HR Management & Compliance

EEOC Chair Not Seeing Wave of Harassment Claims in Wake of #MeToo

With the #MeToo movement continuing to gain steam, an increase in the number of sexual harassment claims made to the Equal Employment Opportunity Commission (EEOC) might be expected. And although the EEOC chair says that hasn’t been the case, at least slow change may be on the way.

An concept image of a vintage typewriter with a magnifying and the #Me Too

EEOC Chair Victoria A. Lipnic spoke on the issue as the agency reconvened its Select Task Force on the Study of Harassment in the Workplace on June 11. The panel heard from a variety of witnesses at the meeting representing employees, management, unions, academia, and others.

Lipnic was quoted in news reports as saying that when she talks to HR professionals and attorneys for both employees and employers, she hears that “internally employers have seen an uptick…and that those things get resolved before anyone comes to the EEOC.”

EEOC Commissioner Chai Feldblum, co-chair of the task force along with Lipnic, was quoted as saying a much higher number of people have gone to the EEOC website for information since the beginning of the #MeToo movement.

Uptick May Be on the Way

Like Lipnic, Allison Williams, an attorney with Steptoe & Johnson PLLC in Bridgeport, West Virginia, says she has seen “more dialogue between employers and employees concerning the topic and a real push by employers to educate their supervisors and workforce about sexual harassment and their policies and procedures for reporting and handling such claims.”

Williams says she is seeing employers trying to shift their cultures to encourage employees to come forward early “so that problems can be resolved before they escalate and to encourage bystanders to speak up when they witness inappropriate behavior.”

As to whether more claims will be made with the EEOC because of the #MeToo movement, Williams expects “a slow, gradual uptick.”

Juanita Beecher, an attorney with Fortney & Scott, LLC in Washington, D.C., also says she sees employers focusing on training and trying to resolve problems internally “so they don’t have to go to EEOC because they are concerned about the publicity after #MeToo.”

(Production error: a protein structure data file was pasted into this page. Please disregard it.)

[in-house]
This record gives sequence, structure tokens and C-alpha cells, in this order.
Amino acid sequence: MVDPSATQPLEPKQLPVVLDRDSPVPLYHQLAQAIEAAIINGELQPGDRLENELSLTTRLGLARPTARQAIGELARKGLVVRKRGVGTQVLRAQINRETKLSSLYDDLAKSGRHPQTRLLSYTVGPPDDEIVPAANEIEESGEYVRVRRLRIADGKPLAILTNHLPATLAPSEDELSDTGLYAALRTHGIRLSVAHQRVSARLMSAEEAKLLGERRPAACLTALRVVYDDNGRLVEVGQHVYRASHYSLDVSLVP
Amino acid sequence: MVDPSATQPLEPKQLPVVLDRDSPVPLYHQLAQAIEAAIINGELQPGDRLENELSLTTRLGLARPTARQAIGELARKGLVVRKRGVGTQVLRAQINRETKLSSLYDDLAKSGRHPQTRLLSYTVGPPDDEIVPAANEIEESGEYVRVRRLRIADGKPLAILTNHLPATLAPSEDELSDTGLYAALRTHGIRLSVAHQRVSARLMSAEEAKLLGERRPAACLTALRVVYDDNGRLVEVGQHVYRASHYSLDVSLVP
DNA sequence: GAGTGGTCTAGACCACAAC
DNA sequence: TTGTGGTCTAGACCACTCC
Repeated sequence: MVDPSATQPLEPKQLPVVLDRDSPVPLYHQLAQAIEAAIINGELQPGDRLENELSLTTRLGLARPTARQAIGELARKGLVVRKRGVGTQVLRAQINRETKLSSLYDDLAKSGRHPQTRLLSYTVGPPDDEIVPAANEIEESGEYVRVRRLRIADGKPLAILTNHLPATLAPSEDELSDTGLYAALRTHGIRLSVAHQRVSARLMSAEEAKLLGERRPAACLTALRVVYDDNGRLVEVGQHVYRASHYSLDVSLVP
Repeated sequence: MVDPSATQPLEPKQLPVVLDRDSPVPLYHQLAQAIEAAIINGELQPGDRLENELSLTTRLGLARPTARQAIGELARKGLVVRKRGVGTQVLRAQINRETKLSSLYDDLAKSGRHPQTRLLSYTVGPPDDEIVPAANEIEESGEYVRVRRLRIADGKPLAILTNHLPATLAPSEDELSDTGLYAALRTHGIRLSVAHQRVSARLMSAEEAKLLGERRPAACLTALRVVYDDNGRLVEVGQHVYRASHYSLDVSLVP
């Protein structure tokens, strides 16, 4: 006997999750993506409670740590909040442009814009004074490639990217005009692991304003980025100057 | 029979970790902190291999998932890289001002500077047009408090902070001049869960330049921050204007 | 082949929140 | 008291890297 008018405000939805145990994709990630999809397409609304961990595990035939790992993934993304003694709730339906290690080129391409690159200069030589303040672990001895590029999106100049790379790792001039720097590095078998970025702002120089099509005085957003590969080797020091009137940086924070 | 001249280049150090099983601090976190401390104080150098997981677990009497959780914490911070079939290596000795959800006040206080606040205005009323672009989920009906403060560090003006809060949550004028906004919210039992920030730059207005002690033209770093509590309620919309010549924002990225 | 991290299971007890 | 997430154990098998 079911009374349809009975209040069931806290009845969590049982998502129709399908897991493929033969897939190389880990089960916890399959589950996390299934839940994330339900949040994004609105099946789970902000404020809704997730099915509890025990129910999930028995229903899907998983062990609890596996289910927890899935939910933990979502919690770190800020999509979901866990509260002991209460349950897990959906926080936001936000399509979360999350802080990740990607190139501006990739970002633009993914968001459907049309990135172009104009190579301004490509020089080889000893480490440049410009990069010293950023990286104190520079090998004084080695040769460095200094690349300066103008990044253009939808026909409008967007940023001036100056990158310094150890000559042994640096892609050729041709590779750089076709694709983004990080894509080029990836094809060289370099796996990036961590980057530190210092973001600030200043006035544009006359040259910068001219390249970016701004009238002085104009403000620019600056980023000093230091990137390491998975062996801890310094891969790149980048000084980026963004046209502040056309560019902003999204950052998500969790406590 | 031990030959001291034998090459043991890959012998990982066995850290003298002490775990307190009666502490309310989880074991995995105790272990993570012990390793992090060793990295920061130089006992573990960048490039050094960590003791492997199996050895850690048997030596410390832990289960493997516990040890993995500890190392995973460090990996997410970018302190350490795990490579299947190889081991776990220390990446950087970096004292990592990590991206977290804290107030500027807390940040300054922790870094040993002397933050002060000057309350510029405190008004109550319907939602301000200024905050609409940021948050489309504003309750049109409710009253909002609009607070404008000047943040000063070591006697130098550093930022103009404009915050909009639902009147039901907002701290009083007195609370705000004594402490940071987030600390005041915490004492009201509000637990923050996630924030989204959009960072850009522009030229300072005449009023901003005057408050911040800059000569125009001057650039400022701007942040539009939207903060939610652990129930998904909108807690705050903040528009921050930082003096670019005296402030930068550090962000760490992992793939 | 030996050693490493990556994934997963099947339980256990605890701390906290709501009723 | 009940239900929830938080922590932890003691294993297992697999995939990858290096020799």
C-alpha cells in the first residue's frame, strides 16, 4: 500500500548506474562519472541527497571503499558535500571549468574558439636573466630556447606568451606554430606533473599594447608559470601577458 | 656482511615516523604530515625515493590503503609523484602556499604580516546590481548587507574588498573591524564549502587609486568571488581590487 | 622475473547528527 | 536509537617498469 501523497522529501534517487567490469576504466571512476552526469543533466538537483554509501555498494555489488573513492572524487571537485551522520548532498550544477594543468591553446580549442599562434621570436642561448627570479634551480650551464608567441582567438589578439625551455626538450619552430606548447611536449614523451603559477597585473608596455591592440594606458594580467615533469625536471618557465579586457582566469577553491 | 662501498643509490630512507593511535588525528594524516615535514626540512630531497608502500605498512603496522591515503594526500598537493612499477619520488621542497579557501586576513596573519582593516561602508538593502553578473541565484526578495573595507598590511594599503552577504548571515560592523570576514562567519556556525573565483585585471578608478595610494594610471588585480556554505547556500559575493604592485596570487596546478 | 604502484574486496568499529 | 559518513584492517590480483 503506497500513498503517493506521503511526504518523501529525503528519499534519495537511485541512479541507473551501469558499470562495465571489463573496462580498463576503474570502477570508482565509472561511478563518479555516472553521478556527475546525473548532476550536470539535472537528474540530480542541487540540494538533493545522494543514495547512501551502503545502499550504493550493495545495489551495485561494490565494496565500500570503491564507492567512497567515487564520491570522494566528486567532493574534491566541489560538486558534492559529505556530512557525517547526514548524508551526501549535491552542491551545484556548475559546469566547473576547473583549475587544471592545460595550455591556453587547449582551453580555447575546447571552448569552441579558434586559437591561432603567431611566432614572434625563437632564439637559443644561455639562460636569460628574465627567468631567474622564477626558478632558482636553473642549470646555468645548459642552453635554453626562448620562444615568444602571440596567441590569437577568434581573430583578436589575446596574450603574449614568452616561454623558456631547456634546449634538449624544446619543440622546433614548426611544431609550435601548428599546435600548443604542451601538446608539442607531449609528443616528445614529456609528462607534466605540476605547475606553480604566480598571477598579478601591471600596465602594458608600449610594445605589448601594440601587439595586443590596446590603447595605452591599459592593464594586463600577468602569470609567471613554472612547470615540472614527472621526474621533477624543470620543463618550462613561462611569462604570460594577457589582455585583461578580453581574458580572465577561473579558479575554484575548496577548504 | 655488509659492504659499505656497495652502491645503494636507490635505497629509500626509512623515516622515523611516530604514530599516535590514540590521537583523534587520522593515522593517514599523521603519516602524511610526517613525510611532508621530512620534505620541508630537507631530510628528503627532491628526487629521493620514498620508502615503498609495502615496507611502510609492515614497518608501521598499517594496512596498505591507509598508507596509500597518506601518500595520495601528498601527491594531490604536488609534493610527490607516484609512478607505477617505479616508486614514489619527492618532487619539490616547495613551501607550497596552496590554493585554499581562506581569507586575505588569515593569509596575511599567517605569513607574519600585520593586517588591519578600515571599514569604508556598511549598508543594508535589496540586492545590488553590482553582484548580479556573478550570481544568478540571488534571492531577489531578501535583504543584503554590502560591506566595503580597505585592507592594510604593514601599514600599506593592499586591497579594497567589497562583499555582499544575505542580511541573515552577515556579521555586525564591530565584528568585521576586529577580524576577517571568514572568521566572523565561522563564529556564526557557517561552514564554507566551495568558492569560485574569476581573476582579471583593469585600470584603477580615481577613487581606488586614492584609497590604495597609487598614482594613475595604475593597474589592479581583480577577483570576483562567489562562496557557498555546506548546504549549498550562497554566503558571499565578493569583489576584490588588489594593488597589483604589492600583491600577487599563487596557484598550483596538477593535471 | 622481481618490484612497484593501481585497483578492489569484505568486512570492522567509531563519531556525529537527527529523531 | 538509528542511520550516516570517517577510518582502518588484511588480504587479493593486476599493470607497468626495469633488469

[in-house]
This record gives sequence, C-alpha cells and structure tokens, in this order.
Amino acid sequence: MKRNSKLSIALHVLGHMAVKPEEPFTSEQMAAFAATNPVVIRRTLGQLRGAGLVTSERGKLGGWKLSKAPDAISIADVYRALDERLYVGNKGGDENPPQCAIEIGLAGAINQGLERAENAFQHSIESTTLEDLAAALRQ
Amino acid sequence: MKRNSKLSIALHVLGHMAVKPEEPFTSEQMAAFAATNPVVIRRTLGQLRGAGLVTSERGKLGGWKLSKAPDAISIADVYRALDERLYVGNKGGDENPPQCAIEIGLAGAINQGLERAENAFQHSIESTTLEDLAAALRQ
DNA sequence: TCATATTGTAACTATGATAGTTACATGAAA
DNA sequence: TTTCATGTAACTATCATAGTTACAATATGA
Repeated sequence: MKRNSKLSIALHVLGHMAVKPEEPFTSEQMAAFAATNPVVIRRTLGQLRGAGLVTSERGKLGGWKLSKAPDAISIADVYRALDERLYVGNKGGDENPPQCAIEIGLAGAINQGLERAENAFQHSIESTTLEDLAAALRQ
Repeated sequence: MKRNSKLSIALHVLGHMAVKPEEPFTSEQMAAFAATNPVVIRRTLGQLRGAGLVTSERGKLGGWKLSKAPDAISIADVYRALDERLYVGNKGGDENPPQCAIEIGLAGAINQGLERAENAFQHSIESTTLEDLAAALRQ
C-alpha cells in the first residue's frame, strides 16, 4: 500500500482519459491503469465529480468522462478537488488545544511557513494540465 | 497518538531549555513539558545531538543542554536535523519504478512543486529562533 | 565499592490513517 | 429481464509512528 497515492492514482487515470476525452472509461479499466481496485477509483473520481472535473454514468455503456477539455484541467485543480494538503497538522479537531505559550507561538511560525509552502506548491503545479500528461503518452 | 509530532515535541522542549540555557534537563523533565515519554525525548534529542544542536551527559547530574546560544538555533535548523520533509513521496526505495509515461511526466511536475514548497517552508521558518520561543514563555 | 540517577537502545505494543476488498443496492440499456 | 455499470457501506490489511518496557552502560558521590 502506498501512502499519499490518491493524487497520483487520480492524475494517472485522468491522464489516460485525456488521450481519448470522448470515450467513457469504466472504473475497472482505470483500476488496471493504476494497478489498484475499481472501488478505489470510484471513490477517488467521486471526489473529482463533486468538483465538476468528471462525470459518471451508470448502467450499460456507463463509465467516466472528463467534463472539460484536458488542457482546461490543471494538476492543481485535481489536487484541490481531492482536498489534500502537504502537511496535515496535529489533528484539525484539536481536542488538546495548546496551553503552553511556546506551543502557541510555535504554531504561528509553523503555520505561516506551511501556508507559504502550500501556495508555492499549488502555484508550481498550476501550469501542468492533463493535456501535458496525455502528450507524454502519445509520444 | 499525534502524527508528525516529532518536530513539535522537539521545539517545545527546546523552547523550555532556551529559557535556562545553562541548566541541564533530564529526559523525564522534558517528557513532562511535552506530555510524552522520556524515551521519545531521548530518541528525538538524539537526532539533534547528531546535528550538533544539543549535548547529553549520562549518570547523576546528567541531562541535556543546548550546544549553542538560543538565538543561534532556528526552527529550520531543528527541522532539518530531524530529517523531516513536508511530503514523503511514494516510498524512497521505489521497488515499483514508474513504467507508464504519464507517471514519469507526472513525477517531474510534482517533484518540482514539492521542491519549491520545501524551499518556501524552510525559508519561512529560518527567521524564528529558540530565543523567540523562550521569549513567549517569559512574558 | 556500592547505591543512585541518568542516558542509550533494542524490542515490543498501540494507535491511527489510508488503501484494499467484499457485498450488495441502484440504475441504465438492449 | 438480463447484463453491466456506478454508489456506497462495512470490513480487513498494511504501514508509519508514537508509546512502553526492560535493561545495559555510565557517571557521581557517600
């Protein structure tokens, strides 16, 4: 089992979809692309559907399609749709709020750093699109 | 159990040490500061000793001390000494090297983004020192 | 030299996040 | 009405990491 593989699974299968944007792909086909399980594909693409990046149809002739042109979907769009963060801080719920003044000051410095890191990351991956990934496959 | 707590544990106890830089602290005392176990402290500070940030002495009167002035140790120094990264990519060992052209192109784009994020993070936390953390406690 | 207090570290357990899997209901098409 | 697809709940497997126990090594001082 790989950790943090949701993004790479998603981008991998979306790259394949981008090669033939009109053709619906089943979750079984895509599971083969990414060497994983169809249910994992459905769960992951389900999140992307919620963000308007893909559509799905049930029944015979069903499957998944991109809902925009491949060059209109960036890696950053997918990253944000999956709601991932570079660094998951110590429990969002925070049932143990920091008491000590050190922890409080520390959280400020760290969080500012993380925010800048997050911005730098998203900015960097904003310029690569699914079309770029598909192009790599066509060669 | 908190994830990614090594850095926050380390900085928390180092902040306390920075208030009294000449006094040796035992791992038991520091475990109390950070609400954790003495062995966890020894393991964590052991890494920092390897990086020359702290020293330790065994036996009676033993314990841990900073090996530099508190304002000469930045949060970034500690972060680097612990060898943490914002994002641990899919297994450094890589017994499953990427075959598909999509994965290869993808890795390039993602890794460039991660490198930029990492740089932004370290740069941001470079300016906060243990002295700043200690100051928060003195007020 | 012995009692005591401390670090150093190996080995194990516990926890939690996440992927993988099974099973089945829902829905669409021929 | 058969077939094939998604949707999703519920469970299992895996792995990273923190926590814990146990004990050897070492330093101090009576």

“I think at some point you will see some increase in sexual harassment complaints at EEOC, but I do believe employers are taking the issue of sexual harassment and other types of harassment very seriously,” says Beecher, co-editor of Federal Employment Law Insider. She also says employers will welcome any additional insight the agency can provide on best practices and training.

In early 2017, the EEOC filed new guidance on sexual harassment with the federal Office of Management and Budget, a step necessary before the official guidance is released. Williams says the guidance should be released this year. “I also expect that the agency will encourage the #MeToo movement to expand beyond those who are victims of sexual harassment and to those who are members of other protected classes suffering from workplace harassment,” she says.

Tips for Employers

Williams offered tips for employers working to guard against sexual harassment in the December 2017 issue of West Virginia Employment Law Letter. Among them:

  • Review policies and practices in an effort to make the workplace free from harassing conduct.
  • Have a policy clearly identifying how employees can make a complaint if they experience or witness sexual harassment.
  • Make sure policies stipulate that employees can report harassment without fear of retribution or further harassment.
  • Train staff and managers, making periodic training mandatory. At a minimum, training should include an explanation of what harassment is, what to do if the harasser is a supervisor, what the policy is, how to report harassment, how the investigative process will work, witnesses’ obligation to report harassment, and the protection against retaliation afforded those who report wrongdoing or participate in the investigations in good faith.
  • Remind employees that complaints about clients, vendors, customers, and/or third parties who harass them will be addressed.
  • Take immediate action when harassment is reported by investigating quickly and discreetly.
  • Train investigators on how to conduct thorough, impartial, and fair investigations, and recognize that to meet those objectives, a third-party investigator might be preferred over someone in-house.
  • Conduct exit interviews to give departing employees a chance to tell of their experiences.
  • When you receive a report that a current employee has posted on social media about experiences that occurred in the workplace, address the posting with the individual and explain the complaint process. If circumstances warrant, open an investigation. If a post is ambiguous but reported, consider checking in with the employee to see if all is OK in the workplace, and document the discussion.

Tammy Binford writes and edits news alerts and newsletter articles on labor and employment law topics for BLR web and print publications.

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